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Why does the engineering math need to be so rigerous?

  1. Sep 29, 2012 #1
    Why does it have to be so rigorous when it comes to proving things that are so obvious they (seemingly to me) don't need to be proven?

    I just started on my engineering degree, and I am extremely surprised at how proof-based the math is in my country. Why can't it be more intuition based? For instance, explaining something so utterly obvious as limits in terms of epsilons and deltas seems like a waste of time. Same thing with using 40 pages to explain proofs of the fundamental theorems of calculus + rieman sums, when a more intuitive explanation could be offered in 5 pages. An example of such an explanation is that the derived of a function over a period of time will change the function in a similar way as acceleration changes velocity.

    So why is the situation like this? Who is responsible for thinking that overworked engineering students will get a deeper understanding of math if they try to memorize complex proofs, instead of getting a short and easy intuitive explanation + do loads of problems?

    I mean, I talked to engineers and they have told me they never used this proof stuff. They just calculate. So if proofs neither help with understanding math nor does it have practical applications, why focus on learning it?

    However, if anyone here can give good arguments for learning proofs, I will be happy to spend less time socializing and more time learning this stuff to the bone...
     
    Last edited: Sep 29, 2012
  2. jcsd
  3. Sep 29, 2012 #2
    Btw it's not like that I hate proofs: I find proving non-obvious things in problems by using proof by induction, or just plain calculus, interesting and fulfilling.

    It's when I try to follow a complex 8 page proof of something obvious because my math professor is obsessed with proofs, I start wanting to destroy things...
     
  4. Sep 29, 2012 #3

    nsaspook

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    Would you like some cheese with that ... Buck-up and get with the program. Every discipline does the same thing with a recruit. Just like a DI reinforces every tiny detail on a Marines gun to make it automatic to him when something is wrong with the weapon.

    Try explaining to management why you need company money on a "intuition based" project that has a major human safety factor. You will find that it's usually the "obvious" and mundane that cause the most problems because people assume it's good because it's easy while putting a huge effort in proving complex issues. Just ask the FTL neutrino guys ...
     
    Last edited: Sep 29, 2012
  5. Oct 1, 2012 #4
    I think it has to do with preparing you to be an actual engineer as a career. You need to know the origins in order to be efficient in a job and to be 100% accurate. I started a degree in Mechanical Engineering Technology with a weak math background, and WOW It was a slap in the face. I toughed it out and learned what I needed to learn to catch up and pass statics, kinematics, etc.. but I realized a few years in, that Engineering and machining to me was more of a passionate hobby, and I did not want to do highly detailed math as a job for 40 hours/week. I found that I was more of a concept driven person so I switched majors for a B.S. in another profession, even though I still use what I learned all the time in my projects.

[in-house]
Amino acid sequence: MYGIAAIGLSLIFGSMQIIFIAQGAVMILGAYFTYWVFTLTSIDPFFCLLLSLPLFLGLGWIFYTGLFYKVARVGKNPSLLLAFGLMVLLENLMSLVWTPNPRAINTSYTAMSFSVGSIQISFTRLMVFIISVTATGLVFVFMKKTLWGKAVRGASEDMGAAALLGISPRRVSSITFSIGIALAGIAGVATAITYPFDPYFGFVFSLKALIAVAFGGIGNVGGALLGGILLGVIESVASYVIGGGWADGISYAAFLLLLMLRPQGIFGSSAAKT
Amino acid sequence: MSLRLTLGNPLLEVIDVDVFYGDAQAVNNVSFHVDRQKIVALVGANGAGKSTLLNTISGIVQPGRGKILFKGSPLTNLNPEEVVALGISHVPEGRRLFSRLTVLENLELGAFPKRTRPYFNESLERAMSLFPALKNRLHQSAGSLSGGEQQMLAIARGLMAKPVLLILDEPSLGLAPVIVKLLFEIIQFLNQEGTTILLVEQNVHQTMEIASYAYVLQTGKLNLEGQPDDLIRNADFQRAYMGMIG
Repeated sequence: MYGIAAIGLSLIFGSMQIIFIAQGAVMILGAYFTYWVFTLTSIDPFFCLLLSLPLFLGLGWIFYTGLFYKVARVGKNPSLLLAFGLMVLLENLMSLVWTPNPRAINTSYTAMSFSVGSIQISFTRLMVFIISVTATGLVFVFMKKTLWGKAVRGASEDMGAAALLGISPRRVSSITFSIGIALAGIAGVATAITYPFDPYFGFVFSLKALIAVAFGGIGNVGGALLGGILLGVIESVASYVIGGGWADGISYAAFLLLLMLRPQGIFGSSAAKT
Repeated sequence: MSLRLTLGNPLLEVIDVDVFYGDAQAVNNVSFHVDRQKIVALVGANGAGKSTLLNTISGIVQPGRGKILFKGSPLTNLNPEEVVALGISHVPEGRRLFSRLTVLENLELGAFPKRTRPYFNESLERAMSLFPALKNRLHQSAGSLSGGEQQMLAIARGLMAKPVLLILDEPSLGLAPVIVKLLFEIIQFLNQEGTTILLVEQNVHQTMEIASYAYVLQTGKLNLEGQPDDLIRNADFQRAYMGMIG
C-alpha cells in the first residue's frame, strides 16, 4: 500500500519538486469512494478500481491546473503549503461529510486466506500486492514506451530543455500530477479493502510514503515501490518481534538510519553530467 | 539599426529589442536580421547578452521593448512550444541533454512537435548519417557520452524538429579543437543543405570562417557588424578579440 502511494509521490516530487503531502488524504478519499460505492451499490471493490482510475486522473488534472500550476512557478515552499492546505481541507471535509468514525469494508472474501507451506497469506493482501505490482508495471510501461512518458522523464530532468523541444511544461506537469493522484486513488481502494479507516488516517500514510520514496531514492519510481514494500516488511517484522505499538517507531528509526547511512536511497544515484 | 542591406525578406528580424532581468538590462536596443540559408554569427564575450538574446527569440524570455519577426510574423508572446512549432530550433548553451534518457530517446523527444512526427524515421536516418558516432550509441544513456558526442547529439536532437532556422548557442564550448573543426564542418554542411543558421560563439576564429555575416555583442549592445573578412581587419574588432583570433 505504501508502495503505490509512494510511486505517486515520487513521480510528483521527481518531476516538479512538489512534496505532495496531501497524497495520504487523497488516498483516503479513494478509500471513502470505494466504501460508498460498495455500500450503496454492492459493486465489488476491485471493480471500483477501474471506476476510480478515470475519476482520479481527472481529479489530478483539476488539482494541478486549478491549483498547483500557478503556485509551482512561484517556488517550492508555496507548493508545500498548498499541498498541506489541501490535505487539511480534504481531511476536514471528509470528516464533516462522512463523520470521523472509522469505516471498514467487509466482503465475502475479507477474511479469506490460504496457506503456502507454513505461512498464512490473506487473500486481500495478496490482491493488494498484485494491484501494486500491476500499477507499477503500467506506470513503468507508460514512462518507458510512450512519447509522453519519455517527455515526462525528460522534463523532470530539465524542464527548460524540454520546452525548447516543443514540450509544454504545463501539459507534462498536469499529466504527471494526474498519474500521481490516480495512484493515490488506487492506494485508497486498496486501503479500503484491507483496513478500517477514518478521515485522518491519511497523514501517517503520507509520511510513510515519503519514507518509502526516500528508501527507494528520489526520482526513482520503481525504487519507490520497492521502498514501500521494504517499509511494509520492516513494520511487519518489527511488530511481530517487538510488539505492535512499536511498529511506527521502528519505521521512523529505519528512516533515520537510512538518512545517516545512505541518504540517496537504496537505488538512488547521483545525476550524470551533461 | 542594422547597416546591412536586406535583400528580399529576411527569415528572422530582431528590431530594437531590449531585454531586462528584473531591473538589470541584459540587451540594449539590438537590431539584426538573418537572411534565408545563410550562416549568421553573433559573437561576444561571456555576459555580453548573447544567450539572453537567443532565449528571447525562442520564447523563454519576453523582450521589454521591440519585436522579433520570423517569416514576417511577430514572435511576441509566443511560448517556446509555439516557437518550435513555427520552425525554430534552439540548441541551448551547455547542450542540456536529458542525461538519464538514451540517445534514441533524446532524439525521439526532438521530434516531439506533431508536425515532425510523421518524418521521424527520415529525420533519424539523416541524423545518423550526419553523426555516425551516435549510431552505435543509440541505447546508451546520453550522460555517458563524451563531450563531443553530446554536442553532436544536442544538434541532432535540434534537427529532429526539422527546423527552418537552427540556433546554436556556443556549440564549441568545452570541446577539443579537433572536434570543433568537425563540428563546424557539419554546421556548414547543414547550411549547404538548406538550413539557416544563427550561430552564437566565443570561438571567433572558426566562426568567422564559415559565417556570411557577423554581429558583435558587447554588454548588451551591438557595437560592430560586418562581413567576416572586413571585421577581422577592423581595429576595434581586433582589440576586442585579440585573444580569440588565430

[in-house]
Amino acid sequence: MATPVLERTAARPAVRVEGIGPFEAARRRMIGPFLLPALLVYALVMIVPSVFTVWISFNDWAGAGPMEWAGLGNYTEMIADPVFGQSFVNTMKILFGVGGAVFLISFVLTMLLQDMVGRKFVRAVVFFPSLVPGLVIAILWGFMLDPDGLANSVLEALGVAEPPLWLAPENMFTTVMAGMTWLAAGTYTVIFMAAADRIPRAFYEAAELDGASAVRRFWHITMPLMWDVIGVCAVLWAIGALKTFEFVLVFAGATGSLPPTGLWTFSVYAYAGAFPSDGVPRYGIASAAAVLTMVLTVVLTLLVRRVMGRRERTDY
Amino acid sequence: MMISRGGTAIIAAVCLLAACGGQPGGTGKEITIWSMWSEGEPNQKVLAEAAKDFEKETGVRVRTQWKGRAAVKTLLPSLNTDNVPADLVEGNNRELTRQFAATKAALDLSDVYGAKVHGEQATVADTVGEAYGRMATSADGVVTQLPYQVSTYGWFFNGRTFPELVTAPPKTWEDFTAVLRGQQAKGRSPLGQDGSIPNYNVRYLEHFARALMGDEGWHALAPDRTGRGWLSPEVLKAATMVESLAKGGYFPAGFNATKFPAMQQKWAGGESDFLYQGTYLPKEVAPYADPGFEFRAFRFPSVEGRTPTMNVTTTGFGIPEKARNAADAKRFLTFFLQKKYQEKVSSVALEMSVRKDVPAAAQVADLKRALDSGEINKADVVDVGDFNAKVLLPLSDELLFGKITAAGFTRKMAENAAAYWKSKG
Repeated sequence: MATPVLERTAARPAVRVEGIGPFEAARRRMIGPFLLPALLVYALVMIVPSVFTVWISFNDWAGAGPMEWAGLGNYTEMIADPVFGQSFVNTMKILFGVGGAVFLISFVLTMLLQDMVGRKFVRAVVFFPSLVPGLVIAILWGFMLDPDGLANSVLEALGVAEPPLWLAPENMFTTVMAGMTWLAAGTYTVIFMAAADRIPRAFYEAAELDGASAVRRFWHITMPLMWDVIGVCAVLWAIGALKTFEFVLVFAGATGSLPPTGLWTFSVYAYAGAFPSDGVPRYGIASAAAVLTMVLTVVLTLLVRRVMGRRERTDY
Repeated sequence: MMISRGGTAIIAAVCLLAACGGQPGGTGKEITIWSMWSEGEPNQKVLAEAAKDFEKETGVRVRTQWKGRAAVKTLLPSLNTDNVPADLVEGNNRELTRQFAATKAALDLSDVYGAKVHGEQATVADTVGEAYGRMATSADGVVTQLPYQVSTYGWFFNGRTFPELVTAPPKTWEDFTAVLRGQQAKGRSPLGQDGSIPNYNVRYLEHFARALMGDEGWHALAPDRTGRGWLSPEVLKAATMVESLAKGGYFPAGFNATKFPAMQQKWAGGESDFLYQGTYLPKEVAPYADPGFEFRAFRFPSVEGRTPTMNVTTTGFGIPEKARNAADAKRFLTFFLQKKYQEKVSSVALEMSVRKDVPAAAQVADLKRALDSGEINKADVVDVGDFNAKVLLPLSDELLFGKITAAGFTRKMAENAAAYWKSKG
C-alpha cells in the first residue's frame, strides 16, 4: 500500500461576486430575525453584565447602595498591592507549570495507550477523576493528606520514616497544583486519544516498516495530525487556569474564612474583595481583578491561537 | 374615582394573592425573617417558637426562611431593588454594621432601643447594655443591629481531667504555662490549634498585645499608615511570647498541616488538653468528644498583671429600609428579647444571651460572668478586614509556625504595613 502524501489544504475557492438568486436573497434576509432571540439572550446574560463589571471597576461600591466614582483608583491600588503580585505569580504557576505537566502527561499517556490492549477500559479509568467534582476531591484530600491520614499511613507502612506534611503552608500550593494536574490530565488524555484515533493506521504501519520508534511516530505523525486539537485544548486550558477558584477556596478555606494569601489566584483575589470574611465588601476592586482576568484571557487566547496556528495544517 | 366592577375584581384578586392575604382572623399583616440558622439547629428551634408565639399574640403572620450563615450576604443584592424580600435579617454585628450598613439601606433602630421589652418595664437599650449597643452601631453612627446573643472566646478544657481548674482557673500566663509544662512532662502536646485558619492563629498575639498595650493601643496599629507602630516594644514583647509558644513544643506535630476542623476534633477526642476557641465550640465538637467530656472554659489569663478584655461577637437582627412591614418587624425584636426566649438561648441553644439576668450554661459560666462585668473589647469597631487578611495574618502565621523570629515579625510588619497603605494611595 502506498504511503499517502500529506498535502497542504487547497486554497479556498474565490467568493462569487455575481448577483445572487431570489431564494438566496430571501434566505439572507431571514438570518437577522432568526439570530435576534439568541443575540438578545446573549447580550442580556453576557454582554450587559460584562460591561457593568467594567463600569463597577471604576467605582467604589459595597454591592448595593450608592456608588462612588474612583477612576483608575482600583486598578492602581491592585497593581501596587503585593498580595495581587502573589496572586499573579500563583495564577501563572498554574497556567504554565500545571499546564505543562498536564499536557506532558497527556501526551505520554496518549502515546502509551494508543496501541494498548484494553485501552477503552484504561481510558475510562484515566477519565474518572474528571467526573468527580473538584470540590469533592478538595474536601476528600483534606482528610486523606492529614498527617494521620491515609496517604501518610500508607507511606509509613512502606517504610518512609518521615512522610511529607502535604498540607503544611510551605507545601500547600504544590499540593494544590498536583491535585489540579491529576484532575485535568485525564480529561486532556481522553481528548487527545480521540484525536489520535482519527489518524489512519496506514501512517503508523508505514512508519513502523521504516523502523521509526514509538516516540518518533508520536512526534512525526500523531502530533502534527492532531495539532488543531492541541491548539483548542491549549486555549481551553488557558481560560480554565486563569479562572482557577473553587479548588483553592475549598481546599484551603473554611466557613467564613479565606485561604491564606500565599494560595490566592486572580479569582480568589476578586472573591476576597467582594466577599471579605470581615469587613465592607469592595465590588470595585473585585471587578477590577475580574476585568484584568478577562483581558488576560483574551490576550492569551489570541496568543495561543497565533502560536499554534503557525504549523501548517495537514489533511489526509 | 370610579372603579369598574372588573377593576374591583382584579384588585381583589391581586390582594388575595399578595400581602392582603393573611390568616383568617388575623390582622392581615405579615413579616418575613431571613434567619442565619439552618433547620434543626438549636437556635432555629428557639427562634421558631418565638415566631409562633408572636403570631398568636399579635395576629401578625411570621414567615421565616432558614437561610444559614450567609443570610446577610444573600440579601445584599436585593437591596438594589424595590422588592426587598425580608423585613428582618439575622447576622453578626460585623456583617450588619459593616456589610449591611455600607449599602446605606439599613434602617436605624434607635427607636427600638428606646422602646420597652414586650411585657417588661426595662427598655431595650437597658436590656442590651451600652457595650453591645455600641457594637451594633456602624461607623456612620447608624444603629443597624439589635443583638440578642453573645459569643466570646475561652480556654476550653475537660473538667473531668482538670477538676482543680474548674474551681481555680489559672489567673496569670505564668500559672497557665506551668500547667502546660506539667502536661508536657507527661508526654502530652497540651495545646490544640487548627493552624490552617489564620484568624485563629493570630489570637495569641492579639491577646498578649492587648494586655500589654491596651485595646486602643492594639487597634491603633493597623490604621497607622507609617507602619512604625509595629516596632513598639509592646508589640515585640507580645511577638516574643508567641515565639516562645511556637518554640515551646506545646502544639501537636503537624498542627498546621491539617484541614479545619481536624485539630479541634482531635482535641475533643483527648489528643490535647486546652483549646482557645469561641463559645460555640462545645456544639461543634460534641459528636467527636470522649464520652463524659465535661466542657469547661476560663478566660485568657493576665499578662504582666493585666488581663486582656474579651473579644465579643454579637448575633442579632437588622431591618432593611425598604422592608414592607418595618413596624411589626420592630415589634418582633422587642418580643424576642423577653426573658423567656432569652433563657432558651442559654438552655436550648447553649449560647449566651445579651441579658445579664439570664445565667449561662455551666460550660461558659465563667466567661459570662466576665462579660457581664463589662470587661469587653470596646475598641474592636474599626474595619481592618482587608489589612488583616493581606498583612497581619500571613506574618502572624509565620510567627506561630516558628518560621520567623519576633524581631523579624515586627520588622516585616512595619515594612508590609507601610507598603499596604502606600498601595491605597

I think proof work develops the method of proving that will be required of an Engineer throughout projects. However if you dont love all math to death then just think of it as temporary.
     
  6. Oct 1, 2012 #5
    you should realize, this is like asking your French professor, "just speak English, it's so much easier to understand..."

    The mathematicians learned a long time ago, intuition is not proof, and it is often wrong.
     
  7. Oct 1, 2012 #6
    I think the OP has a valid point. His english may not be good enough to make the point. Use "intuitive" in place of "intuition" and he makes more sense.

    Engineers don't need to do a lot of epsilon delta profs. It's a waste of time because there is a bunch of more useful stuff to learn and not enough time to learn it.

    Do two simple E-D proofs and move on. He's right.
     
  8. Oct 3, 2012 #7
    well, when we were using integrals to find the surface areas of rotated graphs, I discovered that the integral sum-proofs were useful after-all. I was wrong :p
     
  9. Oct 3, 2012 #8
    My honest opinion of why some engineering curriculums force students to do rigorous proofs is because many math professors have some sort of god complex. Proofs will not help you become a better engineer. A wide and diverse education in mathematics will. I am always in awe with math programs which force students to prove inane theorems but refuse to teach subjects such as numerical methods.
     
  10. Oct 6, 2012 #9
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